Search tips
Search criteria 


Logo of nihpaAbout Author manuscriptsSubmit a manuscriptHHS Public Access; Author Manuscript; Accepted for publication in peer reviewed journal;
Biomaterials. Author manuscript; available in PMC 2017 May 1.
Published in final edited form as:
PMCID: PMC4851169

Matrix Metalloproteinase-13 Mediated Degradation of Hyaluronic Acid-based Matrices Orchestrates Stem Cell Engraftment through Vascular Integration


A critical design parameter for the function of synthetic extracellular matrices is to synchronize the gradual cell-mediated degradation of the matrix with the endogenous secretion of natural extracellular matrix (ECM) (e.g., creeping substitution). In hyaluronic acid (HyA)-based hydrogel matrices, we have investigated the effects of peptide crosslinkers with different matrix metalloproteinases (MMP) sensitivities on network degradation and neovascularization in vivo. The HyA hydrogel matrices consisted of cell adhesive peptides, heparin for both the presentation of exogenous and sequestration of endogenously synthesized growth factors, and MMP cleavable peptide linkages (i.e., QPQGLAK, GPLGMHGK, and GPLGLSLGK). Sca1+/CD45/CD34+/CD44+ cardiac progenitor cells (CPCs) cultured in the matrices with the slowly degradable QPQGLAK hydrogels supported the highest production of MMP-2, MMP-9, MMP-13, VEGF165, and a range of angiogenesis related proteins. Hydrogels with QPQGLAK crosslinks supported prolonged retention of these proteins via heparin within the matrix, stimulating rapid vascular development, and anastomosis with the host vasculature when implanted in the murine hindlimb.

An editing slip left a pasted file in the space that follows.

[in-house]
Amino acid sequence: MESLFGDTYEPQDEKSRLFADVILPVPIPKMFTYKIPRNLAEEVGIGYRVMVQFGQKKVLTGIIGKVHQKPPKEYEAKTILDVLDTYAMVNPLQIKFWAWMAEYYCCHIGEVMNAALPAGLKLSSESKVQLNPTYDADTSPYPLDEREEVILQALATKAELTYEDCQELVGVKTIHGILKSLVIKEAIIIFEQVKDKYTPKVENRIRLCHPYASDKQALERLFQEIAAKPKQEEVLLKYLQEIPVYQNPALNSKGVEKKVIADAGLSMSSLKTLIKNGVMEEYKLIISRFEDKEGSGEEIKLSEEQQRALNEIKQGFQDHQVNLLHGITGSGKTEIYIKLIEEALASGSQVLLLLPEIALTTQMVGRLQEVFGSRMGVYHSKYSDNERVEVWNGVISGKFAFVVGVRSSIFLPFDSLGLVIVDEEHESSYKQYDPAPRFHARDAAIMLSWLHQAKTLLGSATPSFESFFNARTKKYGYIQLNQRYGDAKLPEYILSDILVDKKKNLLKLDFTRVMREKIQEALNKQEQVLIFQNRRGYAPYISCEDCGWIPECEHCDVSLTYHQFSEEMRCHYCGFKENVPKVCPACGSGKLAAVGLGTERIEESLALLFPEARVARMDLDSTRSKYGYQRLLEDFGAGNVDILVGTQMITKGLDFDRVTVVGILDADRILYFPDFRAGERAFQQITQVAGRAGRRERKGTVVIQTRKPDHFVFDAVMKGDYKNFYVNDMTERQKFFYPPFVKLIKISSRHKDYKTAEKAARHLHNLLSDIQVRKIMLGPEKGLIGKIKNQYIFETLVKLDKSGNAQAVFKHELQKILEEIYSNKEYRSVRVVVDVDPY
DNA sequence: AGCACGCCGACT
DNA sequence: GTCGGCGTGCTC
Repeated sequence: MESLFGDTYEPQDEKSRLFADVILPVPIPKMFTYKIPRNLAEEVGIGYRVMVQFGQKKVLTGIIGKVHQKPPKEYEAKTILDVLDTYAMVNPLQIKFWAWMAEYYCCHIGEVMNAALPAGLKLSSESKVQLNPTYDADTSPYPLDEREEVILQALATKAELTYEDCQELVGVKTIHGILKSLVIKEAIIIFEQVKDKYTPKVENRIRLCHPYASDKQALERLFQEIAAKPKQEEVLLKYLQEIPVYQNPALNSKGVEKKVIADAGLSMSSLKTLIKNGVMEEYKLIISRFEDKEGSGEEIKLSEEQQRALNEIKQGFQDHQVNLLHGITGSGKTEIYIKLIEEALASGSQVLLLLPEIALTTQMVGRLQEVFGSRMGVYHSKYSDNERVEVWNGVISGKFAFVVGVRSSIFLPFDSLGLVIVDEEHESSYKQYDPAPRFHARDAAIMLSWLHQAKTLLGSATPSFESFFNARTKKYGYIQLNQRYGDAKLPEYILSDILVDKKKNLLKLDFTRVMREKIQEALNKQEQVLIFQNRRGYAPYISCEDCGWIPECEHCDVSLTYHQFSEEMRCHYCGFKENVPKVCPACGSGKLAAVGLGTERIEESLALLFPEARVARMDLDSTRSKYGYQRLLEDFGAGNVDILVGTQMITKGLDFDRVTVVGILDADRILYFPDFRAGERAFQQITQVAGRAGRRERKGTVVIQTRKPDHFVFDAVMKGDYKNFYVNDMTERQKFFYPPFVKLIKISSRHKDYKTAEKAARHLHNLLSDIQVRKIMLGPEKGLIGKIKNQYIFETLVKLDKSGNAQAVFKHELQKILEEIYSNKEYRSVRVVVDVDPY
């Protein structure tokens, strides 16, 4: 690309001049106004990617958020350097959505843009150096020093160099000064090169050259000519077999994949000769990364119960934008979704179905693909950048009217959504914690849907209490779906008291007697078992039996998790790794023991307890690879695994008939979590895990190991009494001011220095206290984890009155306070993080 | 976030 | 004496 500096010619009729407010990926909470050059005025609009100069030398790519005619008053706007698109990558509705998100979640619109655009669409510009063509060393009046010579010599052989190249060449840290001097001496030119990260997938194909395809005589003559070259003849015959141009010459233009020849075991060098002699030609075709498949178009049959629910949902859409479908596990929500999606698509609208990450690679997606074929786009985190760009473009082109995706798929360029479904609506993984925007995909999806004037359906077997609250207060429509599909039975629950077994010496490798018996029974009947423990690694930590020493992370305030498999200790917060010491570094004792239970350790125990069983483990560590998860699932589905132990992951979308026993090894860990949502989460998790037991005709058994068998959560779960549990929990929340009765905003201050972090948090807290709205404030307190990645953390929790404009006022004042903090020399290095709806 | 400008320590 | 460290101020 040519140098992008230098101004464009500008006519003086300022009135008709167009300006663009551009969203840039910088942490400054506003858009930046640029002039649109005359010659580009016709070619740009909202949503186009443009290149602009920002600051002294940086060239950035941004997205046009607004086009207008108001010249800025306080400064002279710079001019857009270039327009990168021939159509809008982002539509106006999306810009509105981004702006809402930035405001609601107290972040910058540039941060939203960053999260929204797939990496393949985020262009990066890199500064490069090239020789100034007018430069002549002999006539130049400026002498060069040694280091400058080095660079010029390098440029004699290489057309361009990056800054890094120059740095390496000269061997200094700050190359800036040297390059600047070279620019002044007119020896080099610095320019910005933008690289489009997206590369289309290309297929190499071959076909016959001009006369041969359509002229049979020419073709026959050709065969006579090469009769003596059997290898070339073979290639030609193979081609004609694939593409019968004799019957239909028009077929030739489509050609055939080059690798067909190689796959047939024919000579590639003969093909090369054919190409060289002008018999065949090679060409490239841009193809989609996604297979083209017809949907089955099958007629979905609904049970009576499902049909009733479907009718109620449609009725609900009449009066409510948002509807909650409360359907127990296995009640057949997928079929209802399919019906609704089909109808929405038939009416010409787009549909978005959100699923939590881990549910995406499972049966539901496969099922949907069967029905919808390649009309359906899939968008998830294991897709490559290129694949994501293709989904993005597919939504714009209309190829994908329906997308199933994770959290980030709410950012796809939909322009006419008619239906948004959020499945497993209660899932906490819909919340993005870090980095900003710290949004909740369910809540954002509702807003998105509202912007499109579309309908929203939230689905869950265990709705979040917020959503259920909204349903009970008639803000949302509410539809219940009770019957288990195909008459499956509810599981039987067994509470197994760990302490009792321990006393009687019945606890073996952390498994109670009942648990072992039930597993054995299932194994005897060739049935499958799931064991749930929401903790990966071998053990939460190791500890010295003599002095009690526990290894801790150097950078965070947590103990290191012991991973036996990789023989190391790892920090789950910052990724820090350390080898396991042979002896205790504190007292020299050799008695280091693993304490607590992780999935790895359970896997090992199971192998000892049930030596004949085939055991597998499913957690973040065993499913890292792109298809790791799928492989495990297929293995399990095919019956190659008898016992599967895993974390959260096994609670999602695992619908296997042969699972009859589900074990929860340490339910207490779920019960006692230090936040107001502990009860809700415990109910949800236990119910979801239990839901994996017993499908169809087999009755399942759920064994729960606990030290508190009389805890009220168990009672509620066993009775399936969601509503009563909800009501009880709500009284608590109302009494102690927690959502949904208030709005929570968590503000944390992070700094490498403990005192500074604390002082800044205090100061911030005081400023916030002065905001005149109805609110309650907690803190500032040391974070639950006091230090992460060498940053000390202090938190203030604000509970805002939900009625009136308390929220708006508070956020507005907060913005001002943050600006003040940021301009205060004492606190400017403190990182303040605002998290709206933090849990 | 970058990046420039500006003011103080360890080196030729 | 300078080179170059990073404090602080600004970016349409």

Keywords: Stem cell transplantation, Hyaluronic acid hydrogel, Growth factor sequestration, Neovascularization, MMP cleavable peptide, TGFβ1

1.0. Introduction